Teachers on Thursday announced a general strike for Sunday that the government dubbed as “illegal”.
Demanding a 50-per cent raise for teachers, the Jordan Teachers Association (JTA) had planned for the sit-in to take place in front of the Prime Ministry, near Fourth Circle, midday Thursday during school hours, but authorities said they will only allow the protest near Parliament in Abdali, which the JTA rejected.
Road closures brought traffic to a halt at intersections leading to Fourth Circle and the Interior Ministry Circle, which are major traffic routes in the city’s morning commute, causing unprecedented congestion in much of Amman, according to the Central Traffic Department.
Muhammad Nasser, an employee at an accounting company in Shmeisani, told The Jordan Times that he could not leave his work in the afternoon to pick up his son from school in Dahiyat Al Rashid due to the unprecedented traffic jams.
Both the traffic congestions and the teachers’ protest continued throughout the day, culminating in teachers’ announcement of the strike, after which Minister of Education Walid Maani, Minister of State for Legal Affairs Mubarak Abu Yamin and Minister of State for Media Affairs Jumana Ghunaimat held a press conference to address the issue.
The government had announced in 2014 that financial demands are “non-negotiable”, Maani said.
He added that the Ministry of Education and its teachers share a partnership that aims at enhancing the educational process.
The minister explained that the by-law on teaching professions offers a “bundle of performance-based raises” that could amount to up to 250 per cent.
For his part, Abu Yamin highlighted that Article 6 of the Constitution guarantees students the right to education, adding that the state supports freedom of expression “when it is within legal boundaries”.
In 2014, the Law Interpretation Bureau deemed it illegal for teachers to strike, Abu Yamin stressed.
He added that the government is open to dialogue and that any threats to the state will be dealt with in accordance with the law, noting that “the ball is in the JTA’s court”.
He explained that Thursday’s sit-in, which was scheduled for 12 noon and meant that teachers would abandon students on a school day or send them home, went against Article 5 of the JTA’s law, which prohibits tampering with the rights of students to learn.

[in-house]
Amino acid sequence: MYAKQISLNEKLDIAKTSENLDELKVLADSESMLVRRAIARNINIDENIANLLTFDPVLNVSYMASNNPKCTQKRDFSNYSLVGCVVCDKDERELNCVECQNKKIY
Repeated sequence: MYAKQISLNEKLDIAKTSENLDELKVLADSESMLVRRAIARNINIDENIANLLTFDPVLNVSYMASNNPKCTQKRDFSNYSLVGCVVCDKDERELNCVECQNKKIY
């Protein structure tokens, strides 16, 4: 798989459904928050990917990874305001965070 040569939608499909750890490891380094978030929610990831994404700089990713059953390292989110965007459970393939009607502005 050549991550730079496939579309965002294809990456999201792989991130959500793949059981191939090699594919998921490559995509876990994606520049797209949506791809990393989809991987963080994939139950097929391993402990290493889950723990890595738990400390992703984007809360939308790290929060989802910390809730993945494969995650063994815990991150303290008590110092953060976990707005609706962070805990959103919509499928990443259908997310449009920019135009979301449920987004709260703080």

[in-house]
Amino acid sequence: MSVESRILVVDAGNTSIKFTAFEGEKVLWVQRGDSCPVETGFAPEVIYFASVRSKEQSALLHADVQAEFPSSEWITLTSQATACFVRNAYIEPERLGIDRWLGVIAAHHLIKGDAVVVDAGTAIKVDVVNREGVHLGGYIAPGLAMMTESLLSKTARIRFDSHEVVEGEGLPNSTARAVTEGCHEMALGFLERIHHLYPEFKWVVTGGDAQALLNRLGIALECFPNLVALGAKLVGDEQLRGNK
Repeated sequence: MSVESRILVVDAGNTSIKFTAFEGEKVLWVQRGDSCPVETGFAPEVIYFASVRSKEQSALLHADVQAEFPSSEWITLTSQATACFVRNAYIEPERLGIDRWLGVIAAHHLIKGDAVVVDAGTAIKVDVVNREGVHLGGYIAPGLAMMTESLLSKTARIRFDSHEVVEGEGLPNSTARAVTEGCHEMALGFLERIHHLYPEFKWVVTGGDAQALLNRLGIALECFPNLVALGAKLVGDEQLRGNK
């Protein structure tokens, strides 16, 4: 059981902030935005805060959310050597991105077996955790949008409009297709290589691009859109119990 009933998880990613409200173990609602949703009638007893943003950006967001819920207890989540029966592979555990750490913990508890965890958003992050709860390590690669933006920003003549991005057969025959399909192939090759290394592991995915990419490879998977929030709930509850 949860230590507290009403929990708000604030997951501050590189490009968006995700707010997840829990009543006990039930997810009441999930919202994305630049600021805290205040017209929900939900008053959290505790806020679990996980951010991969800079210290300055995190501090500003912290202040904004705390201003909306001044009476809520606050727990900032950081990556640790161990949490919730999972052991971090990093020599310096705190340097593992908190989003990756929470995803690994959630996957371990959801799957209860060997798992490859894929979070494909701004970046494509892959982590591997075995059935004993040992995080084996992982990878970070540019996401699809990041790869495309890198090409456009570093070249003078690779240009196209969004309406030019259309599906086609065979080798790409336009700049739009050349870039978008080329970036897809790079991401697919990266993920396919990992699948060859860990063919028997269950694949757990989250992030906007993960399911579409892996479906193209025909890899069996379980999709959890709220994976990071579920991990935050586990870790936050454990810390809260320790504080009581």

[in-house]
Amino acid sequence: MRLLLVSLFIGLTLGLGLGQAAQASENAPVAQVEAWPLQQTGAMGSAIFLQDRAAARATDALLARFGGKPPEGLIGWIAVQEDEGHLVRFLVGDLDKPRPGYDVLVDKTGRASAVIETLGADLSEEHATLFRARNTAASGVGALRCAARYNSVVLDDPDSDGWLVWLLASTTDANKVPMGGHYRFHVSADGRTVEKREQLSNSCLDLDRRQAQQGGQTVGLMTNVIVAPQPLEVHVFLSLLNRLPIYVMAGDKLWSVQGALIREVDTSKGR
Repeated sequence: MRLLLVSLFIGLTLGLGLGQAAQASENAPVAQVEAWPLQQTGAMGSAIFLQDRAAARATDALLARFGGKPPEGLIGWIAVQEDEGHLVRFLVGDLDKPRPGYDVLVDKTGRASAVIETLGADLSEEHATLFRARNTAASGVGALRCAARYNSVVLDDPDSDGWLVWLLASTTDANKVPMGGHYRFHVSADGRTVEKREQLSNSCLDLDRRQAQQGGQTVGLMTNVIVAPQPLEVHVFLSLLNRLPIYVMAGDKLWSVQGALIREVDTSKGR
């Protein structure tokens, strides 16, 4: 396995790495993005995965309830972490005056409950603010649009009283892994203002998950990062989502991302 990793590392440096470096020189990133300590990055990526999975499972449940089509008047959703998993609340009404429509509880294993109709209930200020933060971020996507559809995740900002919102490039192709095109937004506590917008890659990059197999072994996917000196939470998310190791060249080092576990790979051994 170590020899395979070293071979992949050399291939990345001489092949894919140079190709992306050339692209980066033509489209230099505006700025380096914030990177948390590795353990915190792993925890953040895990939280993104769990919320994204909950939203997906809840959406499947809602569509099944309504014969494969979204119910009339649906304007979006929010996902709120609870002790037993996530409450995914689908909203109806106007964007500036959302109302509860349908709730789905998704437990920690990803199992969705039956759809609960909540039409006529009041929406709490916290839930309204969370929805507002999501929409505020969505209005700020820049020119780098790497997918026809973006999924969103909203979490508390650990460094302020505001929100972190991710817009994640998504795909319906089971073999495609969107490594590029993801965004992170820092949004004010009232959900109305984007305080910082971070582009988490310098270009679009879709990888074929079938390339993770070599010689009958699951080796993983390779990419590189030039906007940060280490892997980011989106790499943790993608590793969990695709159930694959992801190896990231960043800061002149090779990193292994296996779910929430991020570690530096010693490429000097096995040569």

In a statement earlier in the day, the government said it is willing to discuss the demands of the teachers, provided that they “consider the national interests and the right of students to education”.
It noted that it had held several meetings with the JTA council until both sides reached an agreement on endorsing the educational professions by-law that offers a raise track of up to 250 per cent based on performance.
“The government is keen on improving the educational environment for teachers and students alike and, in return, it will not hesitate in applying the law if the educational process, services and public facilities are harmed,” the statement added.
Meanwhile, Amman Governor Saad Shehab blamed the teachers for the traffic jams, saying that the closures of several main roads leading to Fourth Circle were conducted because teachers “insisted on holding their sit-in at that area, which contradicted with the authorities’ decision to hold the protest in Abdali”.
Thursday’s sit-in was called for by JTA former president Ahmad Hajaya, who died in a road accident last Friday.
“We have been demanding the 50-per cent increase since 2014 or 2015, and the JTA has been contacting the government ever since, but nothing happens, so today we are out here to voice this demand,” Ali Ahmad, one of the teachers at the strike, told The Jordan Times on Thursday.
He said that many teachers have come to the Fourth Circle from southern governorates and all the protesters were not allowed to reach the agreed upon area by the authorities.
Mohammad Sandouqa, another teacher present at the strike, said that an agreement was reached at some point to gradually disburse the 50-per cent increase over three years but that also did not happen.
He also highlighted that in the last five months, fromer JTA president Ahmad Hajaya had been voicing the demand but to no avail.
“Therefore, it was agreed upon three weeks ago to stage the sit-in on Thursday in order to make our voices heard,” he added.
The civil society coordinating coalition in Jordan, HIMAM, criticised the government procedures to deter teachers from holding their protests, considering strikes and peaceful assemblies as a key right guaranteed by the Constitution.
Commenting on the JTA protest, the Muslim Brotherhood Group Society called for considering national interests and expressed concerns that “the biggest loser will be students in particular and the homeland in general”, according to Petra.
The society also said that the decline of the economic conditions for all segments of the Jordanian society, mainly public employees, has become a source of worry, and that the government has to find creative solutions to resolve this case as quickly as possible.
For his part, Chairman of the National Centre for Human Rights’ Board of Trustees Rhayel Gharaibeh said that the government has always been open to dialogue with teachers, noting that he contacted Prime Minister Omar Razzaz who expressed readiness to meet and talk.
This article has been adapted from its original source.